“This is the most important, dynamic book on the cancers of monopoly by giant corporations written in our generation.”—from the foreword by Ralph Nader American monopolies dominate, control, and consume most of the energy of our entire economic system; they function the same as cancer does in a body, and, like cancer, they weaken our systems while threatening to crash the entire body economic. American monopolies have also seized massive political power and use it to maintain their obscene profits and CEO salaries while crushing small competitors. But Thom Hartmann, America's #1 progressive radio host, shows we've broken the control of behemoths like these before, and we can do it again. Hartmann takes us from the birth of America as a revolt against monopoly (remember the Boston Tea Party?), to the largely successful efforts of both Presidents Theodore and Franklin Roosevelt and other like-minded leaders to restrain corporations' monopolistic urges, to the massive changes in the rules of business starting during the “Reagan Revolution” that have brought us to the cancer stage of capitalism. He shows the damage monopolies have done to so many industries: agriculture, healthcare, the media, and more. Individuals have taken a hit as well: the average American family pays a $5,000 a year “monopoly tax” in the form of higher prices for everything from pharmaceuticals to airfare to household goods and food. But Hartmann also describes commonsense, historically rooted measures we can take—such as revitalizing antitrust regulation, taxing great wealth, and getting money out of politics—to pry control of our country from the tentacles of the monopolists.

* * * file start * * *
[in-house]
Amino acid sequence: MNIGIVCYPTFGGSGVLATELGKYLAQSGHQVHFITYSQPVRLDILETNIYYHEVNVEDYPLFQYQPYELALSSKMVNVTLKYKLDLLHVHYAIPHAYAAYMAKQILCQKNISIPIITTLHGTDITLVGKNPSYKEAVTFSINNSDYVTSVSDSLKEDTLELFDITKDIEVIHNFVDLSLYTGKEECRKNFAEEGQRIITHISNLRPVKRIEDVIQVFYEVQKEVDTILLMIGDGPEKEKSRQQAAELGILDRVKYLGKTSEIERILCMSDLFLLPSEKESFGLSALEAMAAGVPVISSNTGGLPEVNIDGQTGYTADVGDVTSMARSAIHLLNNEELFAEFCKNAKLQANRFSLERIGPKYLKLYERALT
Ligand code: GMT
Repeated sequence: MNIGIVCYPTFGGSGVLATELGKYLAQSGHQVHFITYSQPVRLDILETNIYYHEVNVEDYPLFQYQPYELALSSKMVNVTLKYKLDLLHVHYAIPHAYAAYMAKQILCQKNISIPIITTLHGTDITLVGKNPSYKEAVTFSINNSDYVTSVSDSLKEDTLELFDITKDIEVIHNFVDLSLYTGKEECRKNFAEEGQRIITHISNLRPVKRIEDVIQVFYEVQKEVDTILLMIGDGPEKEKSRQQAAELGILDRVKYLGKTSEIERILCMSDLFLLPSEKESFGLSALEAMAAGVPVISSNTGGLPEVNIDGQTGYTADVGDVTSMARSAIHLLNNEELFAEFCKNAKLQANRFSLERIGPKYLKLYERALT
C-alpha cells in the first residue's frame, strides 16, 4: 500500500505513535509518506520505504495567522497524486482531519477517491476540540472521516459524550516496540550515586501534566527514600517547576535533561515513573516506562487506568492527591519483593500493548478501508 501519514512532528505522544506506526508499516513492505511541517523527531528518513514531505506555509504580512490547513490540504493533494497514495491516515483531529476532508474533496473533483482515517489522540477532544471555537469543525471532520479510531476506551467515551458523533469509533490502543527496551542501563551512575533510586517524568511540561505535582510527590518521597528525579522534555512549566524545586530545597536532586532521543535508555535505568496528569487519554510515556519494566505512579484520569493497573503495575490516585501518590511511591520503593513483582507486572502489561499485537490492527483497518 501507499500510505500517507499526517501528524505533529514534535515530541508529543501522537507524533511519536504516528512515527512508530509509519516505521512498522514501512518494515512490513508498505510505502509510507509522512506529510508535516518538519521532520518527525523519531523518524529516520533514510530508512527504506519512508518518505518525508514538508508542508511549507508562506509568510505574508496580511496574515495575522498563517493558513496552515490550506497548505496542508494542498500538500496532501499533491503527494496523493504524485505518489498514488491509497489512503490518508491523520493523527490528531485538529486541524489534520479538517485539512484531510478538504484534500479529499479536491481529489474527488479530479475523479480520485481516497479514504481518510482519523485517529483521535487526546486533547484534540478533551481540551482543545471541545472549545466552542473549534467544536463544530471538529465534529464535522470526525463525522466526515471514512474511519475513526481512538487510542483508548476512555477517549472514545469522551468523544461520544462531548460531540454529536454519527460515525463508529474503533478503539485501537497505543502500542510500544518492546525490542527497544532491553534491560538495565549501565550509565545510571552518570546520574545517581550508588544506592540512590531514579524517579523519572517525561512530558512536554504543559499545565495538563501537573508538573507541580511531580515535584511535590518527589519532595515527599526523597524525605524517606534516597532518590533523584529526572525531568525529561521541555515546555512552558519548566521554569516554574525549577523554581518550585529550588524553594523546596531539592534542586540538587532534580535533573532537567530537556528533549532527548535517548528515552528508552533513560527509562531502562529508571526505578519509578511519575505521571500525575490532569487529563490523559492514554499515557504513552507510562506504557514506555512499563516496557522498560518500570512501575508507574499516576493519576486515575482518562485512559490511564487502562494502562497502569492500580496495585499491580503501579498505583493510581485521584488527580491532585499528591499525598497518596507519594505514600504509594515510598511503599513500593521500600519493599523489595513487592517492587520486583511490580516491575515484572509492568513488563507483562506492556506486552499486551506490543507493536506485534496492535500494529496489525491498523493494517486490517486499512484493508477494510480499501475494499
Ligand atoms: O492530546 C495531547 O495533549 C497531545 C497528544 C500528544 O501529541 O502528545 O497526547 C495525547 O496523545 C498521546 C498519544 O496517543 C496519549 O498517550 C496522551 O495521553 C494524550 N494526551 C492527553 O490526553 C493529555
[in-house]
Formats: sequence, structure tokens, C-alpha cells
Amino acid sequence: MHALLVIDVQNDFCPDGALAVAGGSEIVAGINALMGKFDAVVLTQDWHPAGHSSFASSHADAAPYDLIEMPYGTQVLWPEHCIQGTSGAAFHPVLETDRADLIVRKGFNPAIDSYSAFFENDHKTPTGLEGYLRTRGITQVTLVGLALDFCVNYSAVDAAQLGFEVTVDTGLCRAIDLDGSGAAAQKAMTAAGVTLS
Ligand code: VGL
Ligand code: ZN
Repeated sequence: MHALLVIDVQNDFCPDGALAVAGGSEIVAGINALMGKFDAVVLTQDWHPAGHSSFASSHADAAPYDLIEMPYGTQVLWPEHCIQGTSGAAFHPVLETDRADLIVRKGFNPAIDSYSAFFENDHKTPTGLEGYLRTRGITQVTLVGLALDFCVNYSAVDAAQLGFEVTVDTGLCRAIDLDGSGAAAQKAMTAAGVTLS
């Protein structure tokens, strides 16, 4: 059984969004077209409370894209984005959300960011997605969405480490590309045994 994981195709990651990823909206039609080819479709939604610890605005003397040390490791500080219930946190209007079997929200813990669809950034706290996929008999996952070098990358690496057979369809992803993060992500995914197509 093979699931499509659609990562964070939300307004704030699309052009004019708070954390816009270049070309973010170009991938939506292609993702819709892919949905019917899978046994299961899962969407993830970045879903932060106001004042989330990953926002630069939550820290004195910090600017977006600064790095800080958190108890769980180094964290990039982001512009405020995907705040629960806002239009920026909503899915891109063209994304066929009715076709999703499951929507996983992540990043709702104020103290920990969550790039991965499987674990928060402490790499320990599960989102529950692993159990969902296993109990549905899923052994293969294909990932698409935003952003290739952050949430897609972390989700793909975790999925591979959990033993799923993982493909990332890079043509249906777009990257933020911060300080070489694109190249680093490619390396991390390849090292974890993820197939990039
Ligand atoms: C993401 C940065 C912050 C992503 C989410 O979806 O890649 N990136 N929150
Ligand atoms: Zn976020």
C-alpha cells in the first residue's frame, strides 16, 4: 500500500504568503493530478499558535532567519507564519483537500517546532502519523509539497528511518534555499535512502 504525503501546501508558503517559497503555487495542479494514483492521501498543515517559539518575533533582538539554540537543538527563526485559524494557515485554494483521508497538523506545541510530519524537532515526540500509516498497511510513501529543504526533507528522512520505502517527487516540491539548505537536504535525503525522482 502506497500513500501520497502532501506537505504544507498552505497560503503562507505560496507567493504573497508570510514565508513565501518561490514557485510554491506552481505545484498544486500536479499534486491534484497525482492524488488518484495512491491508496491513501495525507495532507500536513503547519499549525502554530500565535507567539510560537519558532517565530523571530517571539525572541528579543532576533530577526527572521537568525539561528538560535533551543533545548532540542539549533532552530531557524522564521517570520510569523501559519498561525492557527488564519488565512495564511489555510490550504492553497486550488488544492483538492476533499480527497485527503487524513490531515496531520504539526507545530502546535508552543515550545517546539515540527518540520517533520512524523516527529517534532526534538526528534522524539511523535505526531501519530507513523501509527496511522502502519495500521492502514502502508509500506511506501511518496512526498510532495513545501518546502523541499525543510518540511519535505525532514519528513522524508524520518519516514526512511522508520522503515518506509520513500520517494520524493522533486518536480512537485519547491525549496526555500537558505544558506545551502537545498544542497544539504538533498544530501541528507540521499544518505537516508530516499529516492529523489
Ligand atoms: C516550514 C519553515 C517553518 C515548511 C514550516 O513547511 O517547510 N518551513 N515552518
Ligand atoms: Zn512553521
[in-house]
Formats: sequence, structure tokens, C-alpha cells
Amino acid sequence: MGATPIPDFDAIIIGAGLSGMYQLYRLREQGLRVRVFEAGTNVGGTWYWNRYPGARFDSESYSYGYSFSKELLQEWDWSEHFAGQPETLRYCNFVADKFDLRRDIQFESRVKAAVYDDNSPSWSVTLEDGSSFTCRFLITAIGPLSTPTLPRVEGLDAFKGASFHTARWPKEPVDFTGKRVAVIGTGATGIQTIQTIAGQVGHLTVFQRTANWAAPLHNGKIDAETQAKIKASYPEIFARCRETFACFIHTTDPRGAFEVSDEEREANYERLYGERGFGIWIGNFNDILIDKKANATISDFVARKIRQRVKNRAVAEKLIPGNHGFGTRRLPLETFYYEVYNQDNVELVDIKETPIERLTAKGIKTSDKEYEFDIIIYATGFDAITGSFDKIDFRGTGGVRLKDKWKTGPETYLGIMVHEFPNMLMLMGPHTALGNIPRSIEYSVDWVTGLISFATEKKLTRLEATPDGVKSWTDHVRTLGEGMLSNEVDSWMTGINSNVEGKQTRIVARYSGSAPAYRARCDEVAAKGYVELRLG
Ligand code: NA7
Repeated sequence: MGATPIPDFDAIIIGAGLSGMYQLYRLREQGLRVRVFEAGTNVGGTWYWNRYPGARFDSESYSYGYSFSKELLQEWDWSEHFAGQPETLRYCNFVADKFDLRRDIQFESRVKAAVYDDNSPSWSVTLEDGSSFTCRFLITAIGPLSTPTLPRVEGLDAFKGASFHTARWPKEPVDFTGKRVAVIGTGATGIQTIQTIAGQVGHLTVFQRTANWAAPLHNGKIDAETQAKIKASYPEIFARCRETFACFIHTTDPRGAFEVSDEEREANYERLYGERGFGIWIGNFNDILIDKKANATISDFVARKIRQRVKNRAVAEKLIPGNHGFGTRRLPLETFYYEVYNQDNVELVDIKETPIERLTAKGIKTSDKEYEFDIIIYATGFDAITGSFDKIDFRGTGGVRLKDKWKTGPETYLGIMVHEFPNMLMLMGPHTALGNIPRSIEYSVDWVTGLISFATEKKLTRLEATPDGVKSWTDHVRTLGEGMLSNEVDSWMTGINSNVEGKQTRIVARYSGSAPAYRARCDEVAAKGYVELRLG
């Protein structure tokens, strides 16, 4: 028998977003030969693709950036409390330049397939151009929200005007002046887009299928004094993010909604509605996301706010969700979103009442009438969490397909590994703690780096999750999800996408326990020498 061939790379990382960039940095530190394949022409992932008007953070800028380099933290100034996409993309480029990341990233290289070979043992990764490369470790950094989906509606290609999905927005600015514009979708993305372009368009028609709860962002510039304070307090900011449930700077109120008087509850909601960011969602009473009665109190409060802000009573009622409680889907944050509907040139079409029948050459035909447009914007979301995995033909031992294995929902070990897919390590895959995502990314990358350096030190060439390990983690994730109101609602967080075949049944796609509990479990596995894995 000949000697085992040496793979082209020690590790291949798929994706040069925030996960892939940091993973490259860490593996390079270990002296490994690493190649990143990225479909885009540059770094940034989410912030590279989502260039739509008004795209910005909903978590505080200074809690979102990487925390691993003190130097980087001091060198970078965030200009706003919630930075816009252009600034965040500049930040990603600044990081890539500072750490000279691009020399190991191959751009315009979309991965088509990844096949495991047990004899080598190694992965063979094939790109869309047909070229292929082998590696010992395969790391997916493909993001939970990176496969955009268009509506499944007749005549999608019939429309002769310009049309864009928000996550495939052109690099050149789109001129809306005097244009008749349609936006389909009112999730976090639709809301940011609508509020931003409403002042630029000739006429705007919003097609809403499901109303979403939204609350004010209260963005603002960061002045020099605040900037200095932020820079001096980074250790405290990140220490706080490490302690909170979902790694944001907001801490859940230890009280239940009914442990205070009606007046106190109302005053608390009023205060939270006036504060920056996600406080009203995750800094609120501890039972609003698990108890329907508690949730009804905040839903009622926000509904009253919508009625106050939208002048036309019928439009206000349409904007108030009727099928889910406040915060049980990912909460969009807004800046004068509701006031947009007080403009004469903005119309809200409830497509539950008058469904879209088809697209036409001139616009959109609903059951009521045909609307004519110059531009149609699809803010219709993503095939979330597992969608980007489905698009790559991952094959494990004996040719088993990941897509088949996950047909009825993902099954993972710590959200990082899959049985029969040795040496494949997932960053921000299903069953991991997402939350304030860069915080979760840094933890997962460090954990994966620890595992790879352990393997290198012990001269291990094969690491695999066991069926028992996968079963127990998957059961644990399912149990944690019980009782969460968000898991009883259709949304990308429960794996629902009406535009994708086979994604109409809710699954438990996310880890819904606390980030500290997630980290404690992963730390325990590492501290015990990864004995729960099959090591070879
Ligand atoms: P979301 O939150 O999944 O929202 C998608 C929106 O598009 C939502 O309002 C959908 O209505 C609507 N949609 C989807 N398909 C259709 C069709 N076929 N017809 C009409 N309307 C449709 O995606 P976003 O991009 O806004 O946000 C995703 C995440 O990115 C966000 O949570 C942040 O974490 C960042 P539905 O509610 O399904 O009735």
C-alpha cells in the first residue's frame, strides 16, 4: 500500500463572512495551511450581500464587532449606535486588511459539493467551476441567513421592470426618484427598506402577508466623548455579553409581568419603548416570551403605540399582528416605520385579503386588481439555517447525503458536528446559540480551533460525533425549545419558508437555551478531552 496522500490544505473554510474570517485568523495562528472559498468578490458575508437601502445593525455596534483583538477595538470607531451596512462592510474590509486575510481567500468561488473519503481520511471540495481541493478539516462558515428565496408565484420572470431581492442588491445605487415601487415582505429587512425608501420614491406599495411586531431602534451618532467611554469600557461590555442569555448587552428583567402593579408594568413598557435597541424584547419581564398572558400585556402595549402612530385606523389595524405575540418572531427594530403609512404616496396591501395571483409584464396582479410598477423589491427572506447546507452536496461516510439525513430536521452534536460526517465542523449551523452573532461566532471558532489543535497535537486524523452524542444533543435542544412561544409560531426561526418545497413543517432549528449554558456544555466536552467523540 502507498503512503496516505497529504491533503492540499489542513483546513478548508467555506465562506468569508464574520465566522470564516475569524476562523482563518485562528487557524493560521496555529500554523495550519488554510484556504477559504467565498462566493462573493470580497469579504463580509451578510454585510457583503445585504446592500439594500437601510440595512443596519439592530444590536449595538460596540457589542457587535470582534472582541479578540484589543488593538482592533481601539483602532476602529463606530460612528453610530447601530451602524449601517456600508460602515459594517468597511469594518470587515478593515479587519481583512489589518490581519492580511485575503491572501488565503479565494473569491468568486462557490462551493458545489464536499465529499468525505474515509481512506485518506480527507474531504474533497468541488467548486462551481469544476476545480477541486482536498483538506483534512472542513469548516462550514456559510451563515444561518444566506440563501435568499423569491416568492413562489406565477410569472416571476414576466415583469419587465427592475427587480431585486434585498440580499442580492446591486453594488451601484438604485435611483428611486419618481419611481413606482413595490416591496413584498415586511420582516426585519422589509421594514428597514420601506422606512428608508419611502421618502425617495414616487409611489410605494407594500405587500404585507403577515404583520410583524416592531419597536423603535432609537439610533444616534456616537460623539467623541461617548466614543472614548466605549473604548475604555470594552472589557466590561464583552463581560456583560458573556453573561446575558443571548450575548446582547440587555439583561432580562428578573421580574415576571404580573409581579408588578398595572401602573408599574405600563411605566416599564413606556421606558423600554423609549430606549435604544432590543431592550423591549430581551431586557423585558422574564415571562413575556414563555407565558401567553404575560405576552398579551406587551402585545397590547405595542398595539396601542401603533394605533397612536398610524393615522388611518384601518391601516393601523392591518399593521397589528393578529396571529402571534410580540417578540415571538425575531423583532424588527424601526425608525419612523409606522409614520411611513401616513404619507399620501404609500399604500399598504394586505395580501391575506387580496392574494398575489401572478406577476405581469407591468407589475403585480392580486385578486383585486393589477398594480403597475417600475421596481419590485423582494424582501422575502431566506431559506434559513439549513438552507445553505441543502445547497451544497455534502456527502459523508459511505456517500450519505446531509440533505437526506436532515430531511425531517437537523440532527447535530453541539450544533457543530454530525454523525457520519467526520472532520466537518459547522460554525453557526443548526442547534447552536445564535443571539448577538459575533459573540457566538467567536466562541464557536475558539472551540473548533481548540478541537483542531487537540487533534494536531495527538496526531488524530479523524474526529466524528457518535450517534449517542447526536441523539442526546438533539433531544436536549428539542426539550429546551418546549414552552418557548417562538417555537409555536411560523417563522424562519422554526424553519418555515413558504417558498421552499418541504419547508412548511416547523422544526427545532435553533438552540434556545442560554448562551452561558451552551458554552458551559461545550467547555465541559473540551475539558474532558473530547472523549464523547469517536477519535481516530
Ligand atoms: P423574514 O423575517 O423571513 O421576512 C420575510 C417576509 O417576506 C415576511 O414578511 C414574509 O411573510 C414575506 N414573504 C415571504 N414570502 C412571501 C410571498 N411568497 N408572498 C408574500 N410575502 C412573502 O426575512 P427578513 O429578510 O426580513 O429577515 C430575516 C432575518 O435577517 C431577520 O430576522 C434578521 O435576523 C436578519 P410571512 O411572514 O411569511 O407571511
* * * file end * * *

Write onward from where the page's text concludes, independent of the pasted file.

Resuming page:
Thom Hartmann, the most popular progressive radio host in America and a New York Times bestselling author, looks at the real history of guns in America and what we can do to limit both their lethal impact and the power of the gun lobby. Taking his typically in-depth, historically informed view, Thom Hartmann examines the brutal role guns have played in American history, from the genocide of the Native Americans to the enforcement of slavery (Slave Patrols are in fact the Second Amendment's “well-regulated militias”) and the racist post–Civil War social order. He shows how the NRA and conservative Supreme Court justices used specious logic to invent a virtually unlimited individual right to own guns, which has enabled the ever-growing number of mass shootings in the United States. But Hartmann also identifies a handful of powerful, commonsense solutions that would break the power of the gun lobby and restore the understanding of the Second Amendment that the Framers of the Constitution intended. This is the kind of brief, brilliant analysis for which Hartmann is justly renowned.